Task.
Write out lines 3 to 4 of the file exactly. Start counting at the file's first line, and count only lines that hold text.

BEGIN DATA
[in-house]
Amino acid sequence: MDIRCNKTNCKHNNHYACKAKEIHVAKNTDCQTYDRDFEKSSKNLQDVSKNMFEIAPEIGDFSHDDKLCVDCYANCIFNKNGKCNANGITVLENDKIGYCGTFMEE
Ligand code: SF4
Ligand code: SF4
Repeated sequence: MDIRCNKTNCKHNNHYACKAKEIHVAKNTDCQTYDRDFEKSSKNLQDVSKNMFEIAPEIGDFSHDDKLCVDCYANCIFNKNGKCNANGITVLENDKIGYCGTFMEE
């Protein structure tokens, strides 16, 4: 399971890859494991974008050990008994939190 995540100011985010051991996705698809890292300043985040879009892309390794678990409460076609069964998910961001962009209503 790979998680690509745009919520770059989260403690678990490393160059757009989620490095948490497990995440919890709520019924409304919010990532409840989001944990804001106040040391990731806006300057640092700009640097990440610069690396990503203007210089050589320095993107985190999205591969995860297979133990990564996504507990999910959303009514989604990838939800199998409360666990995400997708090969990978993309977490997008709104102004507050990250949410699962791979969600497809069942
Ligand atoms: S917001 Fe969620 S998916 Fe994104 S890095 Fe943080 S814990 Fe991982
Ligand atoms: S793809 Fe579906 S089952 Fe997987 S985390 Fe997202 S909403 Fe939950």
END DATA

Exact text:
Ligand code: SF4
Ligand code: SF4